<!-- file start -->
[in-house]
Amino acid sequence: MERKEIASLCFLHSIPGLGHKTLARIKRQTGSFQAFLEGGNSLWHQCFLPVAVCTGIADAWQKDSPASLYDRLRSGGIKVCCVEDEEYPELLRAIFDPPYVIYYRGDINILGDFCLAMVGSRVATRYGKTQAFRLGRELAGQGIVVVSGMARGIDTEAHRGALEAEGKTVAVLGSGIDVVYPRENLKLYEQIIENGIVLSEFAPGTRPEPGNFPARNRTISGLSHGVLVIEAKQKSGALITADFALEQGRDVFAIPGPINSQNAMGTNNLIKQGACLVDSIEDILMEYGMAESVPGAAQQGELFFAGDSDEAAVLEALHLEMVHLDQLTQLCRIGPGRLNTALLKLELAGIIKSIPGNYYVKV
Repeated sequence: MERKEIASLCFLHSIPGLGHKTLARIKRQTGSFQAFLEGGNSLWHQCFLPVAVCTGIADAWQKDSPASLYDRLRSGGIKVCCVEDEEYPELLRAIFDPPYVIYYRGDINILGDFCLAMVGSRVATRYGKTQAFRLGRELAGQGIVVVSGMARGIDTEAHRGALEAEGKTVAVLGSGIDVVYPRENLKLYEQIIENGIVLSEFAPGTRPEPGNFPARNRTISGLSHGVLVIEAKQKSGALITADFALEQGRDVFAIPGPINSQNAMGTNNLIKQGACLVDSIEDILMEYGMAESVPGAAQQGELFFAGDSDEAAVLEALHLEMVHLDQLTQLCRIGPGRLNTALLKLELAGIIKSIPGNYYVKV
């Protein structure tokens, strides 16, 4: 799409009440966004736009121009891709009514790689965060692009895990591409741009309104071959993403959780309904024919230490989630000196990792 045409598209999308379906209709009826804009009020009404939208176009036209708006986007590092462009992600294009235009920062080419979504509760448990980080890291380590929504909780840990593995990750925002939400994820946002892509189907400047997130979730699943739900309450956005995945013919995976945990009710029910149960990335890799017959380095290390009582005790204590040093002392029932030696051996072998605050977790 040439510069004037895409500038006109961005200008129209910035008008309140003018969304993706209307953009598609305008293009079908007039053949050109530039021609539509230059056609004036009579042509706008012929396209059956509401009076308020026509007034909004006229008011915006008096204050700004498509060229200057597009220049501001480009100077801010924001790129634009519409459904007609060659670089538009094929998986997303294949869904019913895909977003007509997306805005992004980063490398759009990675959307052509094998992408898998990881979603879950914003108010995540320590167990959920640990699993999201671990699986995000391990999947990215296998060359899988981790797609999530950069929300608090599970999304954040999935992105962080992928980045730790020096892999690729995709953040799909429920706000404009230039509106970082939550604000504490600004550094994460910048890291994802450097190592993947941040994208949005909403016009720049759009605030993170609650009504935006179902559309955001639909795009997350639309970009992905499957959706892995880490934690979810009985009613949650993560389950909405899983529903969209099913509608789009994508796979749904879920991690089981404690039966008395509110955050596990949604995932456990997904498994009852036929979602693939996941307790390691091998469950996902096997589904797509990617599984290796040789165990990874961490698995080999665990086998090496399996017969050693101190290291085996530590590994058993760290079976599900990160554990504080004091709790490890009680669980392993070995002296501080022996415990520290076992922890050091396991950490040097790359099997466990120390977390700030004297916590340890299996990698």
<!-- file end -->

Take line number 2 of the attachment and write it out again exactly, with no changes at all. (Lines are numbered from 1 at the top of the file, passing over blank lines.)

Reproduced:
Amino acid sequence: MERKEIASLCFLHSIPGLGHKTLARIKRQTGSFQAFLEGGNSLWHQCFLPVAVCTGIADAWQKDSPASLYDRLRSGGIKVCCVEDEEYPELLRAIFDPPYVIYYRGDINILGDFCLAMVGSRVATRYGKTQAFRLGRELAGQGIVVVSGMARGIDTEAHRGALEAEGKTVAVLGSGIDVVYPRENLKLYEQIIENGIVLSEFAPGTRPEPGNFPARNRTISGLSHGVLVIEAKQKSGALITADFALEQGRDVFAIPGPINSQNAMGTNNLIKQGACLVDSIEDILMEYGMAESVPGAAQQGELFFAGDSDEAAVLEALHLEMVHLDQLTQLCRIGPGRLNTALLKLELAGIIKSIPGNYYVKV